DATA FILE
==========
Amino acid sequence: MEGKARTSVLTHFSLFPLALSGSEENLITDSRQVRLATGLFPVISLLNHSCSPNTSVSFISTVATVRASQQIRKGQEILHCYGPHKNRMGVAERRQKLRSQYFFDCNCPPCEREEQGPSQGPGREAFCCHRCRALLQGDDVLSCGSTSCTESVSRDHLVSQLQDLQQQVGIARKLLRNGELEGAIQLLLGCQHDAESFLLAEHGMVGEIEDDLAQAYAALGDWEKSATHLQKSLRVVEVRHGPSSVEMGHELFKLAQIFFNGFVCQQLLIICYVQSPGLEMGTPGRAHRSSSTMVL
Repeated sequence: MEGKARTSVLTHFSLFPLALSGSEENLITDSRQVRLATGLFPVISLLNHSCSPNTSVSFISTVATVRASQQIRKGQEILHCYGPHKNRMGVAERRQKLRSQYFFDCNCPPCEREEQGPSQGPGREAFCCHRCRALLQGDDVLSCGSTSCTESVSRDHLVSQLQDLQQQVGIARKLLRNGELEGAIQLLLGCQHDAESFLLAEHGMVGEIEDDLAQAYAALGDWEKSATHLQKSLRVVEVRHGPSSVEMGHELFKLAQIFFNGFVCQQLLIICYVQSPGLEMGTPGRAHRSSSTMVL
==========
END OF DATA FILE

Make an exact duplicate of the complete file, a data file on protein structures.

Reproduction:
Amino acid sequence: MEGKARTSVLTHFSLFPLALSGSEENLITDSRQVRLATGLFPVISLLNHSCSPNTSVSFISTVATVRASQQIRKGQEILHCYGPHKNRMGVAERRQKLRSQYFFDCNCPPCEREEQGPSQGPGREAFCCHRCRALLQGDDVLSCGSTSCTESVSRDHLVSQLQDLQQQVGIARKLLRNGELEGAIQLLLGCQHDAESFLLAEHGMVGEIEDDLAQAYAALGDWEKSATHLQKSLRVVEVRHGPSSVEMGHELFKLAQIFFNGFVCQQLLIICYVQSPGLEMGTPGRAHRSSSTMVL
Repeated sequence: MEGKARTSVLTHFSLFPLALSGSEENLITDSRQVRLATGLFPVISLLNHSCSPNTSVSFISTVATVRASQQIRKGQEILHCYGPHKNRMGVAERRQKLRSQYFFDCNCPPCEREEQGPSQGPGREAFCCHRCRALLQGDDVLSCGSTSCTESVSRDHLVSQLQDLQQQVGIARKLLRNGELEGAIQLLLGCQHDAESFLLAEHGMVGEIEDDLAQAYAALGDWEKSATHLQKSLRVVEVRHGPSSVEMGHELFKLAQIFFNGFVCQQLLIICYVQSPGLEMGTPGRAHRSSSTMVL